This might surprise many people, but evidence for the effectiveness of ADHD coaching is largely lacking. Even a general agreement about what an ADHD coach actually is not written in stone.
There is some limited evidence for the benefit of coaching adults with ADHD. This however depends on how you define success, and whether you think individual case studies are enough evidence for you.
We appreciate that isn’t enough. So here goes. The current medical treatments for adults with ADHD are predominantly stimulant medication (such as Ritalin) followed by psychotherapy from a trained healthcare professional. These are known to help reduce symptoms and improve many aspects of daily function and quality of life.
Many people have reported that an additional approach to success is to work with a coach, preferably one who understands the symptoms of ADHD. A coach does not have to be a health professional.
What is coaching?
‘What is coaching’ is the golden question. The evidence-based answer is that ‘coaching’ isn’t actually a thing. There is no agreed term, no formal agreed qualification and no legally required licence needed to take on paying clients.
Despite this uncharitable description, coaching is based on the idea that a person’s experience is the best place to set goals and define success. The coach, therefore, provides questions and time for a client to work on those areas. There is also a lot of evidence that coaching is an effective way to develop one’s skills. These skills can include self-awareness and setting life goals.
Geography is key.
To make things more complicated, the term can differ between countries, and even between coaches. Sometimes being a coach means being an advice-giving mentor. In other cases (more often in the UK) coaching means a less directive approach to developing a client’s skills, strengths and goals to manage change in their life.
How is ADHD coaching different?
The process itself isn’t different really. Coaching someone who is neurodivergent requires an understanding of the neurodivergent motivations and behaviours.
Some organisations (such as the ICF or EMCC) have a credible reputation for ‘accrediting’ coaches in general, but from a legal perspective, literally anyone in the world can call themselves an ADHD coach and charge clients whatever they want.
There is currently very little available evidence for coaching as a ‘measurable’ mental health support for adults with ADHD. Coaching is also not considered a treatment for ADHD in the same way as stimulant medication and psychotherapy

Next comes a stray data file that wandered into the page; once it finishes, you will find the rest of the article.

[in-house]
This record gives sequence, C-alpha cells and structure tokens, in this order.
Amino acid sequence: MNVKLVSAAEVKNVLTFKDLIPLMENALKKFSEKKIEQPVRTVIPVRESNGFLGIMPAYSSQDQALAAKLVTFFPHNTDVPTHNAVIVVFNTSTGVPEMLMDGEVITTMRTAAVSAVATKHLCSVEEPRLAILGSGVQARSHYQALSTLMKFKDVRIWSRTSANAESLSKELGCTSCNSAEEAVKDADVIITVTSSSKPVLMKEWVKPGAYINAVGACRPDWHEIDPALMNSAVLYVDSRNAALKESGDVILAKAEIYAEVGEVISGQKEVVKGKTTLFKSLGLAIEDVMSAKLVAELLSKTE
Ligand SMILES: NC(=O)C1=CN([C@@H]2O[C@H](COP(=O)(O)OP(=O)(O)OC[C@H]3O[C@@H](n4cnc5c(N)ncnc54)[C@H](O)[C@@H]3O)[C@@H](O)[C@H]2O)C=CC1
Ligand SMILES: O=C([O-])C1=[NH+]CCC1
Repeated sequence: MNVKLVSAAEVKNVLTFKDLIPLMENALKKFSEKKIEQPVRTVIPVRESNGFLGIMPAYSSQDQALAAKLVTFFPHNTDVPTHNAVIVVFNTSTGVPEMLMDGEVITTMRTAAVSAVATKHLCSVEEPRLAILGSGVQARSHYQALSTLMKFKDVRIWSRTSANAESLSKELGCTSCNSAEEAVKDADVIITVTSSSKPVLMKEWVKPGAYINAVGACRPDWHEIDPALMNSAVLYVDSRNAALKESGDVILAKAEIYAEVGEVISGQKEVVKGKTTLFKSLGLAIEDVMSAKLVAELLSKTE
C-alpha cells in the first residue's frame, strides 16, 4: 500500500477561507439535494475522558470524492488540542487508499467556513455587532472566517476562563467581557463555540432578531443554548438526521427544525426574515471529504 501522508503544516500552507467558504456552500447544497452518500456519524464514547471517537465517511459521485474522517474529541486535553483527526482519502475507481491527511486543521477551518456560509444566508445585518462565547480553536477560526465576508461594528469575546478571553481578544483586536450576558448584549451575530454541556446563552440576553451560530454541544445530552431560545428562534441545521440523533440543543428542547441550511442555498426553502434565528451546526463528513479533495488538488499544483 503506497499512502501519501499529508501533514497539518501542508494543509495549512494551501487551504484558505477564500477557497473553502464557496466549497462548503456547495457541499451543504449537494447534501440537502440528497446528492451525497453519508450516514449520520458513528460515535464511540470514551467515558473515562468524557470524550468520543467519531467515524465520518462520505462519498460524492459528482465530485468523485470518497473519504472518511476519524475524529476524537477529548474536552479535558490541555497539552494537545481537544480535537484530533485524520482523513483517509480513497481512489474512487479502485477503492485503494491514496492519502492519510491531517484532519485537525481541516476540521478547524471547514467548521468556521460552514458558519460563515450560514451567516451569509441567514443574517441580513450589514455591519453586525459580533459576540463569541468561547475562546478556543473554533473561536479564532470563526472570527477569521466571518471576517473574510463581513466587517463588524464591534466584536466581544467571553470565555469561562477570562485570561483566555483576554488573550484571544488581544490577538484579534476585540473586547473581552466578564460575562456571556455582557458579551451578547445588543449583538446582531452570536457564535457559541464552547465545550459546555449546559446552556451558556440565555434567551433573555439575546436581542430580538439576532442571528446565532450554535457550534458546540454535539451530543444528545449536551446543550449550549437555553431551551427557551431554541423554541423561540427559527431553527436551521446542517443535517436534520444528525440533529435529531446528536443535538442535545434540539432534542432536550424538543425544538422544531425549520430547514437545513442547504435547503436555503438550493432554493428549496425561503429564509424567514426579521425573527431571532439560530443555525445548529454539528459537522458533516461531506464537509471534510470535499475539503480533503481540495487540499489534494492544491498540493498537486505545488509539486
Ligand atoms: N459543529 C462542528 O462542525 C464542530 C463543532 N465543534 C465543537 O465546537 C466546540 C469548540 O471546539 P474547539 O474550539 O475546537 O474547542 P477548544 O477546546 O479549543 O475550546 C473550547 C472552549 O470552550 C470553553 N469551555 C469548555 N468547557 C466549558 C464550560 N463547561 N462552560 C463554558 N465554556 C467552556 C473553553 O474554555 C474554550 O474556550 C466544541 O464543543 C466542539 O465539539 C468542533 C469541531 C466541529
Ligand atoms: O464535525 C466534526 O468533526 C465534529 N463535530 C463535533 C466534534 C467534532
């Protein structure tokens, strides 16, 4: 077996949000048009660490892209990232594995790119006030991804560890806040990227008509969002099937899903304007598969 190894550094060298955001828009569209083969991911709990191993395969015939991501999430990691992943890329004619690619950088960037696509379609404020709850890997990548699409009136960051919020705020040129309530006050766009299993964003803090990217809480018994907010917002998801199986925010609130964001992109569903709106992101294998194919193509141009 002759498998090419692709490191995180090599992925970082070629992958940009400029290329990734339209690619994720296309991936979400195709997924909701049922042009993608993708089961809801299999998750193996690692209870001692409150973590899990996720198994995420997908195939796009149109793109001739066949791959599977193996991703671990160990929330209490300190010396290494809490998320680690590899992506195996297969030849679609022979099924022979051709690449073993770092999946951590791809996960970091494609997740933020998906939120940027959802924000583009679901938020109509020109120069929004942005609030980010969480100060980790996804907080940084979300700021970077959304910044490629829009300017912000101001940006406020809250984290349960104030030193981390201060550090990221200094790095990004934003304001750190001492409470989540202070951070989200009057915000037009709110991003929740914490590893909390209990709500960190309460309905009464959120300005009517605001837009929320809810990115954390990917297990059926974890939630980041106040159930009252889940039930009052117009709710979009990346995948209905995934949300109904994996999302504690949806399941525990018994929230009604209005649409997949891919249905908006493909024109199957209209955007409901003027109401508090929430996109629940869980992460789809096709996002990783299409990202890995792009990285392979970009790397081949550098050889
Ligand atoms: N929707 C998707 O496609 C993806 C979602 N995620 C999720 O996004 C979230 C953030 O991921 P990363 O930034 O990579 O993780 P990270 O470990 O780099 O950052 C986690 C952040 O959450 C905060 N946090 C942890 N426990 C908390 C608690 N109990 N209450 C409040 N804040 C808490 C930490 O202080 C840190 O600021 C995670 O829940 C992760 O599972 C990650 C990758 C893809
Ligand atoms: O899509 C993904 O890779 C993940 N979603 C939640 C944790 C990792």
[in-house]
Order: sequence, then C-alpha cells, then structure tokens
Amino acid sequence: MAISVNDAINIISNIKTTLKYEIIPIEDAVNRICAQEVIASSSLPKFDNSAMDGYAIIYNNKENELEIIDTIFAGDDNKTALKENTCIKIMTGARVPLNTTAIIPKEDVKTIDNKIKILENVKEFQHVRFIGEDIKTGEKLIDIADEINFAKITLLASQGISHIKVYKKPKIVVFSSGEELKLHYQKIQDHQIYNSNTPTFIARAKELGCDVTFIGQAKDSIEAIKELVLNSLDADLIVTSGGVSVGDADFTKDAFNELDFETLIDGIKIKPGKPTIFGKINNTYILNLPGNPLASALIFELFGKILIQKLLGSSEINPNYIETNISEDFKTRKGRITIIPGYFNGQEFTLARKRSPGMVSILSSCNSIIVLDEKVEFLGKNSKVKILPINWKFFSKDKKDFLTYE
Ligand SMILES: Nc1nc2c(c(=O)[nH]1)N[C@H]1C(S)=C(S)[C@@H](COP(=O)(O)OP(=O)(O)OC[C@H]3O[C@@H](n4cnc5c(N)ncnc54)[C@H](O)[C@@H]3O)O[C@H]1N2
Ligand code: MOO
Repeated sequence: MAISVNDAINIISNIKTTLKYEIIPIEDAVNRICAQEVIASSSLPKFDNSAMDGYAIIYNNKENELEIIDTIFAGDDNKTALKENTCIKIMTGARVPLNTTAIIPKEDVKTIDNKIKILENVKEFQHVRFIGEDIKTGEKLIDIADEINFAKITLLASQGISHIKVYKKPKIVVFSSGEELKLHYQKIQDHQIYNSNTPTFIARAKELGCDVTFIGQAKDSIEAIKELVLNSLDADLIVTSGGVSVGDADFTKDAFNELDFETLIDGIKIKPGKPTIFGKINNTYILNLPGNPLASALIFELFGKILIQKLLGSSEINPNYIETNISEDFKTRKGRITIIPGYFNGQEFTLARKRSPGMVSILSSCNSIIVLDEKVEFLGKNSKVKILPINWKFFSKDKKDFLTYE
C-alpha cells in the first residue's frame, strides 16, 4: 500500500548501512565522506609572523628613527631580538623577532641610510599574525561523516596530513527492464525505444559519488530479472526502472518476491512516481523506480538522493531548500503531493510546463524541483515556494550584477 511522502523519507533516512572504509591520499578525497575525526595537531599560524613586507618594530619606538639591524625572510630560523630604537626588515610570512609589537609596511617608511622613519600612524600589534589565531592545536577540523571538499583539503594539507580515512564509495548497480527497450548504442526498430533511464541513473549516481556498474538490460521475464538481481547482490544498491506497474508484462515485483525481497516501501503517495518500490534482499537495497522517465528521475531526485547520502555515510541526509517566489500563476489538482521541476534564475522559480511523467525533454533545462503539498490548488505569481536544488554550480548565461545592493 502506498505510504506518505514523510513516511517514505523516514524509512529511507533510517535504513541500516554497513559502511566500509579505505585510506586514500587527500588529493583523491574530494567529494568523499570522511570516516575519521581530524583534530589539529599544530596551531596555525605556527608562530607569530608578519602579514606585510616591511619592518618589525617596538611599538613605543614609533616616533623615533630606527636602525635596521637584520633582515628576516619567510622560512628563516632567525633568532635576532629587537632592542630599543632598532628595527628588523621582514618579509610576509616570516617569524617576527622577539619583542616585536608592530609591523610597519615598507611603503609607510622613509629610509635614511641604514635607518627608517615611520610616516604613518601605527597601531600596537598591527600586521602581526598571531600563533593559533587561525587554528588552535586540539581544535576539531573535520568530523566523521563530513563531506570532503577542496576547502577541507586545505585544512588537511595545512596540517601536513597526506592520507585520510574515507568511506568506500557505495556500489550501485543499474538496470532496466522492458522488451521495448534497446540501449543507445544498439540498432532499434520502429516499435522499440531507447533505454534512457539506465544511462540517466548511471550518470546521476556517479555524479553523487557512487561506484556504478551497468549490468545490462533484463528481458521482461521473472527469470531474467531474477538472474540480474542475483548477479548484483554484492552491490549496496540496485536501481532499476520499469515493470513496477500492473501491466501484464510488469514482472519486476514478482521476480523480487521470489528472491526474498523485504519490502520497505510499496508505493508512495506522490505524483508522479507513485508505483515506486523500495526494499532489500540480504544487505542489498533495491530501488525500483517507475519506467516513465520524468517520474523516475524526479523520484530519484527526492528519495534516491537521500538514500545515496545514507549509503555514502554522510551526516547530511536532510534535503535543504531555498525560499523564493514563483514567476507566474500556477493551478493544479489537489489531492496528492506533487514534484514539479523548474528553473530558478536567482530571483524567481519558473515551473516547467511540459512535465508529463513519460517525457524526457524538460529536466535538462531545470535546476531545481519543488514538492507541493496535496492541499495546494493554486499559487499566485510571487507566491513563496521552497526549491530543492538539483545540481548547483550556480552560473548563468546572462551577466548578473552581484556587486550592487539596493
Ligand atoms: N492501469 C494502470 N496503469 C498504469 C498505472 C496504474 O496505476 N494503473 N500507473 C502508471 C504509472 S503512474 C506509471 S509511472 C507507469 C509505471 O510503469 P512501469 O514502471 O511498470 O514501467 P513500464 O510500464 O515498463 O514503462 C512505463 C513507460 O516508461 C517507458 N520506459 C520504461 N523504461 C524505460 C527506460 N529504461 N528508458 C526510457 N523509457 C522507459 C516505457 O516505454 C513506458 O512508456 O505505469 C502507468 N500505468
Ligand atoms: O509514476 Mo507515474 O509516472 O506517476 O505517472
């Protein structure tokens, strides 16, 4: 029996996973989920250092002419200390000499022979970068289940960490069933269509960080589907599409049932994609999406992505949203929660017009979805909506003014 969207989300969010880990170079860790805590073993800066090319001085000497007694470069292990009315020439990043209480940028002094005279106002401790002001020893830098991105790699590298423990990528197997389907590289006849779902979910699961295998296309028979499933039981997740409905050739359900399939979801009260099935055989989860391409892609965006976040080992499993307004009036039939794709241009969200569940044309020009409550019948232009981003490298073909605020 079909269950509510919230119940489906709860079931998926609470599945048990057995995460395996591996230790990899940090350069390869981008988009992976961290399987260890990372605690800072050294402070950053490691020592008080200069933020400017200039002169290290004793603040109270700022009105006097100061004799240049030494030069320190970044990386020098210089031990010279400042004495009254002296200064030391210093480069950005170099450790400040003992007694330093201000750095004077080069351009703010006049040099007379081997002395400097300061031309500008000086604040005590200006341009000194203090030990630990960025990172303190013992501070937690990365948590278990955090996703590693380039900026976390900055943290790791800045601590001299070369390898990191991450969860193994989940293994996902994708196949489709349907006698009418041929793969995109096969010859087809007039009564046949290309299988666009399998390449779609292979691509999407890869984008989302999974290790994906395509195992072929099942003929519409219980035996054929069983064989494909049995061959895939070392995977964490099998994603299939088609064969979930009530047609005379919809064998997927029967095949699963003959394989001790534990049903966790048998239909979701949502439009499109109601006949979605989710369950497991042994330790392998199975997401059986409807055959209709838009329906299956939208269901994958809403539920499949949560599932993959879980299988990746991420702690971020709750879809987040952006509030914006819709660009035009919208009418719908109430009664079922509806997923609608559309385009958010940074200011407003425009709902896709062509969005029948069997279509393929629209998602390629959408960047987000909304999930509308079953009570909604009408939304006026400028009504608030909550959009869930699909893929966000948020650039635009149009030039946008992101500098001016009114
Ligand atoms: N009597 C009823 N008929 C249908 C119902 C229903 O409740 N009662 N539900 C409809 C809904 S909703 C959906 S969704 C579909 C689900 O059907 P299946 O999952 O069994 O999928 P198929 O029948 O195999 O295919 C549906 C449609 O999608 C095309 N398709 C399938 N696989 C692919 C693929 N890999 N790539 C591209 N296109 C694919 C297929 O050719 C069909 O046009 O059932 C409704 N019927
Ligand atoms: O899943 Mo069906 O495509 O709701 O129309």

A lack of evidence can sometimes reflect the fact that we haven’t really started looking yet. And in fact, we’ve known for over a decade that coaching can be helpful for coping strategies for many elements of adult ADHD. These can include emotional acceptance, executive function management and task starting and restarting.
Coaching an adult with ADHD typically explores areas that have worked for the client in the past. Defining success internally as well as externally. The motivation of the client is also particularly important.
What does an ADHD coach have to know?
What is very different is the awareness and psychoeducation of the coach themselves. ADHD coaches can provide access to knowledge of evidence-based symptoms, causes and treatments for the brain science of ADHD.
A coach might be able to describe executive functions with day-to-day examples but also be familiar with co-existing conditions. They would also share the associated symptoms not in the diagnostic manual known as the DSM-V. These include issues such as RSD and emotional dysregulation, coming with self-loathing, guilt and shame. Being aware of the myths, stigma and lies that surround ADHD is also very helpful.
Familiarity with these allows the coach to respect the difficulties with the exact issues that a regular coach would take for granted. Specifically, the time-keeping, motivation, organisation, and working memory required to take responsibility for the goals set in a coaching session.
Some of the things an ADHD coach will do differently include:
· Understanding the need to interrupt and bounce around different ideas. To structure the conversation without blame.
· Working on techniques for starting and restarting tasks based on motivation.
· Identifying natural motivation and creating motivation for longer-term goals.
· The smallest thing to break a barrier. This is usually the clarification of a hidden uncertainty (who can help).
· Acknowledging past success (a ‘done’ list as well as a to-do list)
· Discussing realistic expectations (of time and activity).
Is this life coaching?
Not really, but sort of. It is particularly difficult to separate the personal from the professional with ADHD adults. This is because their professional motivation and success is far more likely to be driven by factors that are personally motivating for them. A good ADHD coach will work with a client to understand their strengths and start to plan goals and career development within the context of their personal and emotional ADHD behaviours. If the aim of the coach or the client is “not to have ADHD symptoms”, the whole exercise will likely fail.
How do I find a coach?
This is not completely simple. While it is becoming clear that coaching is an effective tool, the main element of success is the relationship between the individual coach and client. This makes ‘recommendations’ hard to give. Working via organisations such as the ICF or EMCC is only a starting point. Use this to find references, listen to people you trust and be prepared to walk away if the chemistry isn’t right for you.
Author: Alex Conner PhD.
Editor: James Brown PhD.